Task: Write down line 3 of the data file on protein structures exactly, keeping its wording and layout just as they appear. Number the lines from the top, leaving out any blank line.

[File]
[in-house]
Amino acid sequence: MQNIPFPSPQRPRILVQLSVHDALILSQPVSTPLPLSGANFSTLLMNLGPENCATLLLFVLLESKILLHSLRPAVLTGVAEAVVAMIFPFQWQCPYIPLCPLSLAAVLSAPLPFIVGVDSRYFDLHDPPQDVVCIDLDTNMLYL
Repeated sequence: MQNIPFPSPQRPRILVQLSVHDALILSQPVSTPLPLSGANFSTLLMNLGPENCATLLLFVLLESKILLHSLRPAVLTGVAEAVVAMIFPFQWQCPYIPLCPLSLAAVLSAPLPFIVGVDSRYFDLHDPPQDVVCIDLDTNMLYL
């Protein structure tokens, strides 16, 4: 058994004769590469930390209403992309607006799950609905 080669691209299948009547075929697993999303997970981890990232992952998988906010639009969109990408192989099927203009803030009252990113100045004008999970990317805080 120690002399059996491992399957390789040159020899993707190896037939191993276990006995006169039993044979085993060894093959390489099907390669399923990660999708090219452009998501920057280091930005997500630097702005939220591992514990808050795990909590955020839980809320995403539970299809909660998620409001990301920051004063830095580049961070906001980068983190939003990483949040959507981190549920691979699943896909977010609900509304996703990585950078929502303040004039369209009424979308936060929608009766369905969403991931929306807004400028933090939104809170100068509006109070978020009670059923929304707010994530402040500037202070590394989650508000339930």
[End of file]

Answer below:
Repeated sequence: MQNIPFPSPQRPRILVQLSVHDALILSQPVSTPLPLSGANFSTLLMNLGPENCATLLLFVLLESKILLHSLRPAVLTGVAEAVVAMIFPFQWQCPYIPLCPLSLAAVLSAPLPFIVGVDSRYFDLHDPPQDVVCIDLDTNMLYL